Setting Goals For The New Year’s Resolution

new year's resolution

Happy New Year!

We made it through 2017. Highs and lows are only natural during such a long ride, but did you manage to stay on track for your goals despite setbacks? Most of us say no, and we kick ourselves about it. How about we set up a year where we are guaranteed to say “Yes, I achieved all of my 2018 goals” next New Year’s? Deal? Here’s how:

Smart Goal Setting

Who has heard of S.M.A.R.T. goals before? Most of us have likely been exposed to this in school at some point. We don’t often apply these guidelines to make our New Year’s resolutions, however. Our first tip on how to make successful resolutions is to utilize this system as a framework for generating your goals.

S is for Specific.

Your goal needs to be as defined as you can make it. ‘Lose weight’ might seem like a reasonable goal, but what amount or pant size would make you happy? Are you looking to shed 5lbs and do up your pants a little easier? Or do you need to lose a more significant amount because your doctor informed you that you are pre-diabetic?

If we were to ask you what your goal is, you should be so specific about it that we don’t have any follow-up questions. “I want to lower my body fat by 3% by the end of the year because I value my ability to climb stairs without being winded and my daughter wants to take me hiking in the mountains in September.” That’s pretty specific!

M is for Measurable.

This draws so naturally from specific that you’d think it’s nearly the same. Measurable means just that: you need to have a quantifiable way to track your goal. “I want to feel better” doesn’t cut it; what do you want to feel better about? Why?

How will you know when you do feel better?

Mindfulness is another M we’d like to toss into the mix. You can use mindfulness to help you measure your goals on an emotional and mental level. It can also help you achieve your goals because it makes you more aware of your choices and actions.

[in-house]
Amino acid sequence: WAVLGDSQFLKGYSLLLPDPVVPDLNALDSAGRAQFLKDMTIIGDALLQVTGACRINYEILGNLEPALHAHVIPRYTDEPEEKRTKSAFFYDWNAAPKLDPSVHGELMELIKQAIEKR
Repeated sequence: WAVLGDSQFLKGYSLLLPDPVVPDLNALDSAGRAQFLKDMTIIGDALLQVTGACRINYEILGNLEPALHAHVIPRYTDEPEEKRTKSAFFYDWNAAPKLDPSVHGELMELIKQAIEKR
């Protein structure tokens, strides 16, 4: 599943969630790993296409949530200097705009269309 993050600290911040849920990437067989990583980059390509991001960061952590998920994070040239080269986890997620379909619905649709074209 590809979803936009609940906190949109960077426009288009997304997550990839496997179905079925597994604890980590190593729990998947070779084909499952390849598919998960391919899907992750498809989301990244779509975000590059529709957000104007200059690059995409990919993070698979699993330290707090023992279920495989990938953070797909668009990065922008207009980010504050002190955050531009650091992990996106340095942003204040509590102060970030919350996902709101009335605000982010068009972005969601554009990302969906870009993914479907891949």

Being mindful while you eat, for example, will help you feel satiated sooner (and therefore avoid overeating). You can also be more present in your workout and see better results from your efforts.

A is for Attainable. new year's, new years, 2018, goal setting, resolutions

This is the crux of smart goal setting: the goal you choose needs to be doable! So reconsider that 40lbs weight loss in two months idea. That’s neither healthy nor realistic.

To guarantee your success, you need to make goals that are physiologically possible and fit into your lifestyle. While you can alter aspects of your lifestyle, how realistic is it to change every aspect of your day to achieve permanent success with your resolutions? Not very.

Our alternate A is Actionable. You’ve got to be able to act on your goal, daily. If you’ve set your sights on something a little too ambitious, scale it back. If you don’t keep at it consistently, you will fail. You’ll become discouraged and stop making progress towards your end goal.

R is for Relevant.

Does the goal make sense for your life? Following off attainable, keep the goal relevant to your life. What is your lifestyle and does the goal make sense for it?

Most of us, for example, aren’t professional athletes. So do you need to work out like one? Eat like one? Devote all your spare time to fitness and recovery? Probably not, especially if you’re starting from square one and have a very sedentary lifestyle.

But let’s say you’re planning on having kids. You need to be able to get up and down easily and often, carry heavy loads for extended periods, and improve your food-making game.

All these skills can be turned into goals easily, and there are simple mile markers you can use to track success.

T is for Timely.

And, of course, your goal needs to be achievable within a specific time frame. As before, we mentioned 40lbs in two months isn’t doable in a healthy way. But 40lbs in a year certainly is. Plus you can break that down further to less than 4lbs per month (does that suddenly sound a lot more achievable?).

Take a look at your year. Do you have trips planned? Any major events? Plan it out. Once you’ve done that, you can look at how your goal fits in.

Let’s say you want to be a better runner. Awesome, we’re with you. There’s a race in September you can join in that’s casual and fun, so now you can plan out your goal! You’ve got eight months, realistically, to get there. So you can sign up for a local learn-to-run clinic or make yourself go out and do intervals, increasing the length you run by 1.5km each month until race month.


You can break down any goal you have! You just need to look at it in a S.M.A.R.T. way.

We are here to help you achieve your goals. If you have any questions on how, please comment below or send us an email. We can guide you to the right resources or people to help you achieve permanent success.



Setting Goals For The New Year\'s Resolution